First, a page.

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Wednesday, November 25, 2009

primate trafficker: Wild Animal World

Please help STOP the trafficking in primates:

Please, please everyone, write to your congress representative here:

And copy and paste this message:

Dear Senator,

I would like to support the

The Captive Primate Safety Act

Most people keep domesticated animals, whether it’s a dog, cat or a cow. We know the biological systems in their bodies that control stress responses are down-regulated relative to wild animals. This means that the average dog, cat, cow, etc. stays much more calm in a stressful situation than a wolf, lion or buffalo. Because domesticated animals do not become as stressed, they rarely if ever attack humans compared to wild animals. It’s true that 23 Americans died last year from dog bites, but this statistic would be many times higher if the 68 million dog owners had instead lived in as close contact with wolves. By living together with us for thousands of years, domesticated animals have been bred to live together with humans relatively harmoniously. Domestication is the process of breeding out aggression toward humans

Primates are not domesticated animals. While a tiny percentage of pet dogs will bite a human, all primates will readily bite a human.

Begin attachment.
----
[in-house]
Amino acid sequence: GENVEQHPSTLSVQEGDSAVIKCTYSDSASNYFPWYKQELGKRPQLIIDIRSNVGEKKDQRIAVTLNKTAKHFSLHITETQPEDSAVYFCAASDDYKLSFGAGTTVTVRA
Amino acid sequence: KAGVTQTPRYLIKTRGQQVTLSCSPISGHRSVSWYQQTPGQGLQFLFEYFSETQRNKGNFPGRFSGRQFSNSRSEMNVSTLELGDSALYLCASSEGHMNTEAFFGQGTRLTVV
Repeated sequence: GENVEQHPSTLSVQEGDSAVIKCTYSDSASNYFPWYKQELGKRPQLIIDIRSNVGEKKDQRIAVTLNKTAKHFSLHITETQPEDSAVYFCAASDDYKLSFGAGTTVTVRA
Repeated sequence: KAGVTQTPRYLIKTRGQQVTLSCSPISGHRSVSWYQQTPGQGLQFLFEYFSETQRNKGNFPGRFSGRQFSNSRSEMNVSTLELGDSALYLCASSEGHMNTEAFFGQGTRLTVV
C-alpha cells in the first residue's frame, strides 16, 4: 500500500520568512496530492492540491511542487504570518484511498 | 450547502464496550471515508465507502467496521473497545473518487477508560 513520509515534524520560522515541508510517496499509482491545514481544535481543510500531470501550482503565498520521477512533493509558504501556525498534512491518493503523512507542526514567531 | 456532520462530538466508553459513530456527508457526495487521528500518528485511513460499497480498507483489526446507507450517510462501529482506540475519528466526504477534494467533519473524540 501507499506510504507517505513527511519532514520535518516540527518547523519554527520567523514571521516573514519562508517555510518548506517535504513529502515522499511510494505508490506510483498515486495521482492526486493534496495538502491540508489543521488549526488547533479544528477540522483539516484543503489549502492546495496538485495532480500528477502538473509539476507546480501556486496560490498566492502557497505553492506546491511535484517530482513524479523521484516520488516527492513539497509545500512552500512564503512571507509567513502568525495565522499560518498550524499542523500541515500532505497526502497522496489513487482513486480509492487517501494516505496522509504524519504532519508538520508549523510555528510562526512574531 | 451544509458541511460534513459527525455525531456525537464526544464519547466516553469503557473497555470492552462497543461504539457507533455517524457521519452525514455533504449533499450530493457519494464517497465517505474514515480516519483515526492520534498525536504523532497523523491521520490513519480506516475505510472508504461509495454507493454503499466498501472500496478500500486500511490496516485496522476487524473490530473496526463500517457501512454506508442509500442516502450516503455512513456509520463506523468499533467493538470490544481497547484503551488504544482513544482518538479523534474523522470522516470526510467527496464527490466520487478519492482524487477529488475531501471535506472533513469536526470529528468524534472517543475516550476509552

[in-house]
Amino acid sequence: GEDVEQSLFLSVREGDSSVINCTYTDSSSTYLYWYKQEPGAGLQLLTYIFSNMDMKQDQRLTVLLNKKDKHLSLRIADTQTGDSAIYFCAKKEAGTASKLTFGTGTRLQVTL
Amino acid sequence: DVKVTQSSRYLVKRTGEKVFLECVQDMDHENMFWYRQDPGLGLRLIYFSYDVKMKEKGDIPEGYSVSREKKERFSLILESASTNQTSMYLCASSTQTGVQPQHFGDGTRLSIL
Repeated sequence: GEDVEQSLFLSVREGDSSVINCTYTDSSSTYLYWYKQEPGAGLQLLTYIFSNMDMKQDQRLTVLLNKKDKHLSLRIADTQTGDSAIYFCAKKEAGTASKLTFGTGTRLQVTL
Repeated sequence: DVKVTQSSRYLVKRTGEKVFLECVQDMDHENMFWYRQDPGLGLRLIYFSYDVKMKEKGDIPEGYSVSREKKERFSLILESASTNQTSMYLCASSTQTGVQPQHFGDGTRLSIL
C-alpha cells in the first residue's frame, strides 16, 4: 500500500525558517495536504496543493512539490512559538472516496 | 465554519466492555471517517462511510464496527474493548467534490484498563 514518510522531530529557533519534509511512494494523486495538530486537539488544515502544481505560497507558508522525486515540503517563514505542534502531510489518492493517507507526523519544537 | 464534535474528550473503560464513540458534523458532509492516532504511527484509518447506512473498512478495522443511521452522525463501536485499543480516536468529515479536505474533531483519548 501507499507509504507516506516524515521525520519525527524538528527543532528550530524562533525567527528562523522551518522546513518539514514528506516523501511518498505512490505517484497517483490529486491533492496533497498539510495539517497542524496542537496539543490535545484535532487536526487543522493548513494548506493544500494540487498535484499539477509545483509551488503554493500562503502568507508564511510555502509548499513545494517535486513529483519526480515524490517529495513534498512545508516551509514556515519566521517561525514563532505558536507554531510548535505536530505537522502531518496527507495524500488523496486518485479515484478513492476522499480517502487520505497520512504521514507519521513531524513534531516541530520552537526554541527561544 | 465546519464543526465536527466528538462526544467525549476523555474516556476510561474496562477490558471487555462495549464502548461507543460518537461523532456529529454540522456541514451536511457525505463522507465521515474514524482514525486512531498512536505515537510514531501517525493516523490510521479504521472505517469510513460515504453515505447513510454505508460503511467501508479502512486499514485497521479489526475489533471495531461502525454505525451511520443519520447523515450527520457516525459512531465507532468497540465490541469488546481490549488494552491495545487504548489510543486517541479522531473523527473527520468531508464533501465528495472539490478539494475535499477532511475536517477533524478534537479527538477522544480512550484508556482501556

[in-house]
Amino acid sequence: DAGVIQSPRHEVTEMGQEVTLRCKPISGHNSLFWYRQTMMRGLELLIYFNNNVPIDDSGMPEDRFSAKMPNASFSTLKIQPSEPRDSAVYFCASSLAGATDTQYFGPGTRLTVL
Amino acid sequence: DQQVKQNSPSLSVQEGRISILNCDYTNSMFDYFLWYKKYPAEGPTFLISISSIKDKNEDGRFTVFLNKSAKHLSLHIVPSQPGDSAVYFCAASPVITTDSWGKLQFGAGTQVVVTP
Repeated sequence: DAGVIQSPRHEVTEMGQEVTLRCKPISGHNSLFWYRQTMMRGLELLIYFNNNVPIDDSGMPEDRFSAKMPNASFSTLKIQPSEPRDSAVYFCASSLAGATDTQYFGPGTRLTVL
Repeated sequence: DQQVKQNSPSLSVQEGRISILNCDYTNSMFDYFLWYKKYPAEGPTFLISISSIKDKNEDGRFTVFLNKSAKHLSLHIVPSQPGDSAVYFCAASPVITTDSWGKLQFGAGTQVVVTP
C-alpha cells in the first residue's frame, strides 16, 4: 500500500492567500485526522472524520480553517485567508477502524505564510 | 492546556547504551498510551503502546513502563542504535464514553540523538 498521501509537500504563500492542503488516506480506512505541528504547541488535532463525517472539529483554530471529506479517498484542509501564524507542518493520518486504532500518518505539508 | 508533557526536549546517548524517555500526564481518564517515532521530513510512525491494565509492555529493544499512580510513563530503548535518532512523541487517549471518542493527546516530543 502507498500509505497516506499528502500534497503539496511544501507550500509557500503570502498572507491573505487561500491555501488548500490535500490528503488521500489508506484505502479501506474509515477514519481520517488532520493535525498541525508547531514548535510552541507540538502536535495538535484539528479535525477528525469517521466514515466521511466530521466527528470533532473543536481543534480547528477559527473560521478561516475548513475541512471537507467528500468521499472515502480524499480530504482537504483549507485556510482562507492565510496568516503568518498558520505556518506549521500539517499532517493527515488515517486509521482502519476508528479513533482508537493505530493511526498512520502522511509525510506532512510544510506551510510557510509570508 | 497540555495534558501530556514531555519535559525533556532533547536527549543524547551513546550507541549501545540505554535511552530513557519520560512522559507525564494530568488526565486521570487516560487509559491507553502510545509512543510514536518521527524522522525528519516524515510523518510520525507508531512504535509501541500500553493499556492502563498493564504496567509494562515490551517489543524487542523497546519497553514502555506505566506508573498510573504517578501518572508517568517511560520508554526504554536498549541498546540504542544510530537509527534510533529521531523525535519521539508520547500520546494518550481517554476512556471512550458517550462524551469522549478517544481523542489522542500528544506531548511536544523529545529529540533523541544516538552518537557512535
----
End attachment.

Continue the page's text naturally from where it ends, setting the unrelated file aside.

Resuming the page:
ALL primates potentially carry diseases deadly to humans including Herpes B, Yellow Fever, Monkeypox, Ebola virus, Marburg virus, SIV, HIV and Tuberculosis.

Most primates, including chimpanzees, are highly endangered. It is illegal to own, purchase or sell primates in Africa. Unfortunately, an international trade rages in Africa –- including the sale of primates. Hunters shoot mothers and sell their bodies as meat to rich city dwellers who can afford the luxury. They pull babies off the backs of their dead mothers to sell in the markets as pets. However, these pet traders are doing nothing worse than what is done in the United States legally: baby primates are pulled off their mothers’ backs and sold as pets.

Primate ownership in the US is hypocritical when we are trying to conserve them in the wild.

I support this bill, and I urge you to do the same,